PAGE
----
During the fall of 2013, I was working long hours with my team at the Institute for Transportation and Development Policy (ITDP) to put the finishing touches on a book about bike share that, at the time, was the most comprehensive guide to building better bike share systems. Our hard work resulted in The Bike-Share Planning Guide, which was published by ITDP in 2013 and has had over 100,000 downloads since. The book was the first to link aspects of bike share planning — like station density, bikes per capita, and system area — to a bike share system’s actual performance. We determined that key metrics like system usage, market penetration, and operations costs are critical clues to a system’s health and performance.
In 2013, many cities were excited to implement bike share systems, but either out of misguided frugality or an attempt to limit the risk of failure, most cities only budgeted for undersized systems, increasing the chances of the system’s failure. What we encouraged, and what the data proves, is that undersized systems cannot provide convenient and reliable mobility. Our book gave city planners the empirical data they needed to justify bigger, denser, and better bike share systems that could thrive.
After finalizing the book, I flew to San Francisco to launch it to a small gathering of fellow transport experts at a new, and then still obscure conference called the Shared Use Mobility Summit (which now draws hundreds of attendees from around the world). My team and I were confident int he work and thrilled to share it with the public in hopes it would markedly improve bike share systems around the world.
At the conference, I met a shaggy-haired ex-transportation planner named Ryan Rzepecki, who had even bigger goals for improving bike share globally. His company, Social Bicycles, was developing a new type of bike share system with bikes that could be locked to any public bike rack or street sign, had real-time GPS to track the bicycles’ locations, and, most importantly, users were not limited to beginning and ending their trips at docking stations. He’d designed a model to solve the biggest problems with bike share: reliable dock availability, expensive equipment, and inefficient operations. For a moment I almost laughed because I had literally just written the book on bike share and I knew, as everyone else did, that bike share bikes required docking points…unless they didn’t.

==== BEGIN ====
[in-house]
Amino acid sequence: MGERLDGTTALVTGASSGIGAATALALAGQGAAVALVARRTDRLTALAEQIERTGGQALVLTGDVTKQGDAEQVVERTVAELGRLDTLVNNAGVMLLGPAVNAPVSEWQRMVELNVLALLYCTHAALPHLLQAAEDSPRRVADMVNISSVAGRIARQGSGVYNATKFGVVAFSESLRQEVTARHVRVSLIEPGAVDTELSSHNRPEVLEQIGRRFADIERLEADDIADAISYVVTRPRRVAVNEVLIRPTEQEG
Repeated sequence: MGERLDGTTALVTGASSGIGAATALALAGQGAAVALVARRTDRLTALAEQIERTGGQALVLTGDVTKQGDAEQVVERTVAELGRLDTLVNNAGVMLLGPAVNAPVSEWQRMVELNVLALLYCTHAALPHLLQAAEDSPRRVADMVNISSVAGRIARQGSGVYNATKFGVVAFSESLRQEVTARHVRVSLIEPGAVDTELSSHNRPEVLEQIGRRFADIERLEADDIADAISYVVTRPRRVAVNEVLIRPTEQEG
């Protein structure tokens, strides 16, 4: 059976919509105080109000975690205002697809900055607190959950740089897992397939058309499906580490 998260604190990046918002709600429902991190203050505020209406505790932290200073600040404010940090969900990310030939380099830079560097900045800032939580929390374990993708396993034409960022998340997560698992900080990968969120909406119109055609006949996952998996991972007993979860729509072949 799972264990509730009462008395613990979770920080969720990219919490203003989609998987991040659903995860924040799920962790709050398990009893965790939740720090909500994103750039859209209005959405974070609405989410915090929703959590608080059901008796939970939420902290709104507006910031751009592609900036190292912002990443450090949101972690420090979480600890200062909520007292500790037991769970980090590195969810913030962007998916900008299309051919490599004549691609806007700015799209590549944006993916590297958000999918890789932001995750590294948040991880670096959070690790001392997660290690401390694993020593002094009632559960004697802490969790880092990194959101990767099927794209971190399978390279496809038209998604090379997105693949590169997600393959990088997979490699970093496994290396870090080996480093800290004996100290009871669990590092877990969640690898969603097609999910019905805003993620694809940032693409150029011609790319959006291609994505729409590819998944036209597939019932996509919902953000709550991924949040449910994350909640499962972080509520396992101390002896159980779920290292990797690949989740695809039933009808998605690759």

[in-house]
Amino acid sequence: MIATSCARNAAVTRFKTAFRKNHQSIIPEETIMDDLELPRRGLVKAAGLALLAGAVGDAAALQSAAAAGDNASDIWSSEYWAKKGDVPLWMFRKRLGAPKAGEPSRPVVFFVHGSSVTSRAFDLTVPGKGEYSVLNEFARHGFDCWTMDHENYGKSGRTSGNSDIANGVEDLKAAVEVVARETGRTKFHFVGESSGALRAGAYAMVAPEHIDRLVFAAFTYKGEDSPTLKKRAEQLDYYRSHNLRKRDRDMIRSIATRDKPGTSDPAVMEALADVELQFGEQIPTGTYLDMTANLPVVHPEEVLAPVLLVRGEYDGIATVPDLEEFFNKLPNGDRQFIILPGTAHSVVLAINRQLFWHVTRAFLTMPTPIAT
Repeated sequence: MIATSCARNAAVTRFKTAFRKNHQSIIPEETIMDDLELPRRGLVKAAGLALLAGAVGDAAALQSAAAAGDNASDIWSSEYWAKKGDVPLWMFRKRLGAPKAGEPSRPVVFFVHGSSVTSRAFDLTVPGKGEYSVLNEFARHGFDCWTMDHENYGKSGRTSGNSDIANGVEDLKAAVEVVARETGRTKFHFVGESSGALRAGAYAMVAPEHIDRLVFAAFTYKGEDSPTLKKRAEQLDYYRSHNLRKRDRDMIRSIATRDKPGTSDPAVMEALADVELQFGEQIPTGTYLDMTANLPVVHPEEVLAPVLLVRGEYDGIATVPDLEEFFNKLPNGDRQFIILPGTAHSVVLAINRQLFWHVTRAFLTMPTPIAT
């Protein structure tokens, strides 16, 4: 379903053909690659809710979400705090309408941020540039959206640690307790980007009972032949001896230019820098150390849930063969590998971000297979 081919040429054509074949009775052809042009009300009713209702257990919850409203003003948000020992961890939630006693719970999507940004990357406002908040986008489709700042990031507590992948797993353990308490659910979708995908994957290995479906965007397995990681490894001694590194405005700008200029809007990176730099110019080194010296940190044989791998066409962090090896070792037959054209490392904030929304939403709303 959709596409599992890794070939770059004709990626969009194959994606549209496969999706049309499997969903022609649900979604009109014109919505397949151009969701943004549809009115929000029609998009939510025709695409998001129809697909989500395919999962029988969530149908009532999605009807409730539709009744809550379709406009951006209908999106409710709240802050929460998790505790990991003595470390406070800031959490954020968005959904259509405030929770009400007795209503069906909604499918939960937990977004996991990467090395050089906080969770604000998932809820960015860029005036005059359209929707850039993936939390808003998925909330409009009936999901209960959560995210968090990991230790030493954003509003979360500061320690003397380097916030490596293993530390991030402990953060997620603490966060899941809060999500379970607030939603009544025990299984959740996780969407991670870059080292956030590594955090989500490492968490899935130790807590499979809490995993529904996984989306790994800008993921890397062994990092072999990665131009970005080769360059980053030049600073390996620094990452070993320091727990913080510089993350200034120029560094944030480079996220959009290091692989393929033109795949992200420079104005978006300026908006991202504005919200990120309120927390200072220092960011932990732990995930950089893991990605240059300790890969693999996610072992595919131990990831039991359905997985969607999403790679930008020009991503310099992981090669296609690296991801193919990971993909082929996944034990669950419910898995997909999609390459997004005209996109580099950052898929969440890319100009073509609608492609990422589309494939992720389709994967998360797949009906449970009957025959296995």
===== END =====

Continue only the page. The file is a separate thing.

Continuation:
The more I thought about it, the more I realized that Ryan’s innovative new smartbike had the potential to take the bike share industry to a new level of functionality, efficiency, and scale. I hadn’t even gotten a print copy of the Bike Share Planning Guide before realizing it was already out of date.
No One Likes Getting Dockblocked
Ironically, as I researched bike share’s best practices from ITDP’s office in Washington DC, I’d given up riding bike share to work, despite having stations within a block of my home and office. It seemed like, more often than not, there was either no bike at the station near my house or no dock near my office — usually both. Sometimes, I’d ride to my office to find no available docks, forcing me to ride half way back home to leave the bike at nearest open dock and then walk many blocks. I’d arrive late to the office frustrated by a 45 minutes commute that should have only take 15 minutes at most.
These “dockblocking” experiences are maddening, even for someone like me, and I love bike share. As a transportation researcher I also know that reliability is a key factor in any user’s modal choice. People will avoid riding a bus to work if 25% of the time that bus doesn’t arrive or doesn’t stop near their destination and the same goes for bike share. Yet even the world’s most established bike share systems offer a comparably poor level of service at peak hours: users in 7 different new York City neighborhoods have a 25% or higher chance of finding a full station at peak hour. While bike share has, for the most part, been a major success and done a great deal to improve mobility within cities, many of us believed it could perform much better. We wanted bike share to be reliable, not just for a weekend trip to the cafe, but as a standard commuting option anywhere in a city at peak hours when it’s needed most, by the most people.
Dock-Dependent Bike Share: Higher Costs, Fewer Options
As the Guide was released, bike share began making headlines around the world as major systems neared financial insolvency. Many of these crises can be attributed to both the inherent challenges of operating an entirely new transit industry and terrible luck like flood damage and long, cold winters. The crises were exacerbated by the high costs of bike share infrastructure and costly ongoing operations.
Traditional dock-dependent bike share systems are expensive — the average cost for a system like New York City’s is over $5200 per bike (inclusive of dock costs). These high costs are a major contributor to undersized bike share systems around the world. With inadequate station density, small service areas, and/or fewer bikes per capita than empirical data recommends, many bike share systems have poorly balanced systems and incomplete system coverage. For example, despite it’s popularity, NYC’s system only covers a relatively small portion of the city, leaving out many low-income neighborhoods. According to the New York City Department of Transportation covering all of the five boroughs would require an investment of as many as 80,000 bikes.